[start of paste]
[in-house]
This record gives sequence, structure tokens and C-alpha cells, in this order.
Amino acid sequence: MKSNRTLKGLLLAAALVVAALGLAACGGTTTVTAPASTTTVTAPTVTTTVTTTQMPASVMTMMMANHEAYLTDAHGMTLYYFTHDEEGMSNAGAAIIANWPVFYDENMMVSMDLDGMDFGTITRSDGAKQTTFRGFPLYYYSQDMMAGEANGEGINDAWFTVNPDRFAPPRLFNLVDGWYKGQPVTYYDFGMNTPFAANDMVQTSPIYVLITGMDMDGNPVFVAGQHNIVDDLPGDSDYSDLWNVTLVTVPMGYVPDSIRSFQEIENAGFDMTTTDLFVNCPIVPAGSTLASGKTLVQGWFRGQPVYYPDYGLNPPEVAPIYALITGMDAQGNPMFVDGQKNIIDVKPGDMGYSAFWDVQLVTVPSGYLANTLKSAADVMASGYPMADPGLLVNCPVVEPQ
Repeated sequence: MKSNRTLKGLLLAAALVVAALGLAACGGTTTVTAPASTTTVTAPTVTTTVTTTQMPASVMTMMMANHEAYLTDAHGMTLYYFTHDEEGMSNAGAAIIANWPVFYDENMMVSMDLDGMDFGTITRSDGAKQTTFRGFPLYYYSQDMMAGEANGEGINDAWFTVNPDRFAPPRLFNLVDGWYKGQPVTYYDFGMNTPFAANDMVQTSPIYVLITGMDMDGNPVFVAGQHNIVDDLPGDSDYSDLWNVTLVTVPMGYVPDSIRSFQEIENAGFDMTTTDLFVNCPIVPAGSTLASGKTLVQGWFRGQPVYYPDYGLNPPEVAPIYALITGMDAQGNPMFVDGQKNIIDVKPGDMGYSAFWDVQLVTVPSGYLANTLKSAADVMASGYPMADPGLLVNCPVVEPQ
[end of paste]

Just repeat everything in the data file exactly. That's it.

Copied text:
[in-house]
This record gives sequence, structure tokens and C-alpha cells, in this order.
Amino acid sequence: MKSNRTLKGLLLAAALVVAALGLAACGGTTTVTAPASTTTVTAPTVTTTVTTTQMPASVMTMMMANHEAYLTDAHGMTLYYFTHDEEGMSNAGAAIIANWPVFYDENMMVSMDLDGMDFGTITRSDGAKQTTFRGFPLYYYSQDMMAGEANGEGINDAWFTVNPDRFAPPRLFNLVDGWYKGQPVTYYDFGMNTPFAANDMVQTSPIYVLITGMDMDGNPVFVAGQHNIVDDLPGDSDYSDLWNVTLVTVPMGYVPDSIRSFQEIENAGFDMTTTDLFVNCPIVPAGSTLASGKTLVQGWFRGQPVYYPDYGLNPPEVAPIYALITGMDAQGNPMFVDGQKNIIDVKPGDMGYSAFWDVQLVTVPSGYLANTLKSAADVMASGYPMADPGLLVNCPVVEPQ
Repeated sequence: MKSNRTLKGLLLAAALVVAALGLAACGGTTTVTAPASTTTVTAPTVTTTVTTTQMPASVMTMMMANHEAYLTDAHGMTLYYFTHDEEGMSNAGAAIIANWPVFYDENMMVSMDLDGMDFGTITRSDGAKQTTFRGFPLYYYSQDMMAGEANGEGINDAWFTVNPDRFAPPRLFNLVDGWYKGQPVTYYDFGMNTPFAANDMVQTSPIYVLITGMDMDGNPVFVAGQHNIVDDLPGDSDYSDLWNVTLVTVPMGYVPDSIRSFQEIENAGFDMTTTDLFVNCPIVPAGSTLASGKTLVQGWFRGQPVYYPDYGLNPPEVAPIYALITGMDAQGNPMFVDGQKNIIDVKPGDMGYSAFWDVQLVTVPSGYLANTLKSAADVMASGYPMADPGLLVNCPVVEPQ